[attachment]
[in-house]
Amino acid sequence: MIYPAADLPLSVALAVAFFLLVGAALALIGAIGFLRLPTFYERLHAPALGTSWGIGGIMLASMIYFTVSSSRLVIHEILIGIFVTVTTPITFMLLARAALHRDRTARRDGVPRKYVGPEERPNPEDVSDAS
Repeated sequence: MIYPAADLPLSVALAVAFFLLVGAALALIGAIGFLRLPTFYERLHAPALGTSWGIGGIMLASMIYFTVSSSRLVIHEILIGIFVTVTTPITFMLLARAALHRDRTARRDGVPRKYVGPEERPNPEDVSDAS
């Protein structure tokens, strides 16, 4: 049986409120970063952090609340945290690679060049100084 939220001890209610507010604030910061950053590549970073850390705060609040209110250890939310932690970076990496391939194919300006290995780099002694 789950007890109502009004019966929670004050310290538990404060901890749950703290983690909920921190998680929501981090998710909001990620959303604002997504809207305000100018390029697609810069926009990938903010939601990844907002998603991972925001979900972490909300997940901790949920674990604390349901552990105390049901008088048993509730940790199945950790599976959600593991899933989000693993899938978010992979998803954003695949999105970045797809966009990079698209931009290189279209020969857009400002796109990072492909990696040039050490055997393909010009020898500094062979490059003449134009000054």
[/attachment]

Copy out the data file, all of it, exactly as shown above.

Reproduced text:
[in-house]
Amino acid sequence: MIYPAADLPLSVALAVAFFLLVGAALALIGAIGFLRLPTFYERLHAPALGTSWGIGGIMLASMIYFTVSSSRLVIHEILIGIFVTVTTPITFMLLARAALHRDRTARRDGVPRKYVGPEERPNPEDVSDAS
Repeated sequence: MIYPAADLPLSVALAVAFFLLVGAALALIGAIGFLRLPTFYERLHAPALGTSWGIGGIMLASMIYFTVSSSRLVIHEILIGIFVTVTTPITFMLLARAALHRDRTARRDGVPRKYVGPEERPNPEDVSDAS
């Protein structure tokens, strides 16, 4: 049986409120970063952090609340945290690679060049100084 939220001890209610507010604030910061950053590549970073850390705060609040209110250890939310932690970076990496391939194919300006290995780099002694 789950007890109502009004019966929670004050310290538990404060901890749950703290983690909920921190998680929501981090998710909001990620959303604002997504809207305000100018390029697609810069926009990938903010939601990844907002998603991972925001979900972490909300997940901790949920674990604390349901552990105390049901008088048993509730940790199945950790599976959600593991899933989000693993899938978010992979998803954003695949999105970045797809966009990079698209931009290189279209020969857009400002796109990072492909990696040039050490055997393909010009020898500094062979490059003449134009000054």